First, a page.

El Camino Real de Tierra Adentro
||It has been suggested that Chihuahua Trail be merged into this article. (Discuss) Proposed since August 2014.|
|El Camino Real de Tierra Adentro National Historic Trail|
|Location||Texas and New Mexico, USA|
|Nearest city||El Paso, TX, Las Cruces, NM, Albuquerque, NM, Santa Fe, NM|
|Established||October 13, 2000|
|Visitors||Not available (in 2005)|
|Governing body||National Park Service, Bureau of Land Management|
El Camino Real de Tierra Adentro National Historic Trail (Spanish for "The Royal Road of the Interior Land") was a 1,600 mile (2560 kilometer) long trade route between Mexico City and San Juan Pueblo, New Mexico, from 1598 to 1882.
The 404 mile (646 kilometer) section of the route within the United States was proclaimed as a part of the United States National Historic Trail system on October 13, 2000. The trail is overseen by both the National Park Service and the U.S. Bureau of Land Management with aid from El Camino Real de Tierra Adentro Trail Assoc. also known as CARTA.
Various sites and cities along the Mexican section of the trail were declared a World Heritage Site by the UNESCO in 2010. A portion of the trail near San Acacia, New Mexico was listed on the National Register of Historic Places in 2014.
The trail was used for trade among native tribes since the earliest of times. In 1598, Oñate followed the trail while leading a group of settlers North during the era of Spanish conquest. The duration of the trip from the Rio Grande to the San Juan Pueblo was said to take, by wagon and by foot, approximately 6 months including 2–3 weeks of rest throughout the trip. According to journals kept by settlers they used common animals found along the trail to add to the food they brought along. The trail greatly improved trade among Spanish villages and helped the Spanish conquistadors spread Christianity throughout the conquered lands. The trail was used from 1598 through 1881 when the railroad replaced the need for wagons. Eventually, railroads replaced rutted trails and over time the trail and evidence of it faded from sight and memory. The changes that the railways brought made trade along El Camino much easier and in some cases made travel quite luxurious.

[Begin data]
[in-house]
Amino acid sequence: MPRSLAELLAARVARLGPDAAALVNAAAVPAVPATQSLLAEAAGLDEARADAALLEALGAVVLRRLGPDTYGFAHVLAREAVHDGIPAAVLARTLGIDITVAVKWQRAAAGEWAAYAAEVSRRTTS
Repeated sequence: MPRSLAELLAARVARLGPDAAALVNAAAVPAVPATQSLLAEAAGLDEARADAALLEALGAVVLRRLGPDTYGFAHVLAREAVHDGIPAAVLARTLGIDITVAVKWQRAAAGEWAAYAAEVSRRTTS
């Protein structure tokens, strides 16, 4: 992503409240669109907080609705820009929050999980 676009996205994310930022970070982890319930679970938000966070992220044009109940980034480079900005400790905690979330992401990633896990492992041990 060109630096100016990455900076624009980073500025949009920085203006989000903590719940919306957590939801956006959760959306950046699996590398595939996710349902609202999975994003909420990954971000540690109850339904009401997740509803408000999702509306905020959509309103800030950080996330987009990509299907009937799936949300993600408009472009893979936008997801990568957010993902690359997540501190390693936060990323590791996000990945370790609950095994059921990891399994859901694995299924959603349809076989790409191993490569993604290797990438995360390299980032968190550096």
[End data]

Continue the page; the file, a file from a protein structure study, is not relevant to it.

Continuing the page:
Present day access
Portions of the trade route corridor also contain pedestrian, bicycle, and equestrian trails. These include the existing Paseo del Bosque Trail in Albuquerque and portions of the proposed Rio Grande Trail. Its northern terminus, Santa Fe, is a terminus also of the Old Spanish Trail and the Santa Fe Trail.
El Camino Real de Tierra Adentro Trail Association (CARTA) is a non-profit trail organization that aims to help promote, educate, and preserve the cultural and historic trail in collaboration with the National Park Service, the Bureau of Land Management, the New Mexico Department of Cultural Affairs and various Mexican organizations. CARTA publishes an informative journal, Chronicles of the Trail, quarterly that provides people with further history and current affairs of the trail and what CARTA, as an organization, is doing to help the trail.
|Wikimedia Commons has media related to El Camino Real de Tierra Adentro.|
- El Camino Real (California) - The California Mission Trail
- El Camino Real de Los Tejas - El Camino Real from Texas east to Louisiana
- Old San Antonio Road - A section of El Camino Real de Los Tejas
- Scenic byways in the United States
- National Register of Historic Places listings in Socorro County, New Mexico
- Snyder, Rachel Louise. "Camino Real" American Heritage, April/May 2004.
- "Camino Real de Tierra Adentro - World Heritage List". UNESCO. Retrieved 2010-08-05.
- "Weekly list of actions 11/03/14 through 11/07/14". National Park Service. Retrieved 2014-11-23.
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- National Park Service: official El Camino Real de Tierra Adentro National Historic Trail website
- El Camino Real International Heritage Center
- El Camino Real de Tierra Adentro - Integrated education curriculum
- CARTA - El Camino Real de Tierra Adentro Trail Association: website
- N.M.-Monuments.org - "A Road Over Time"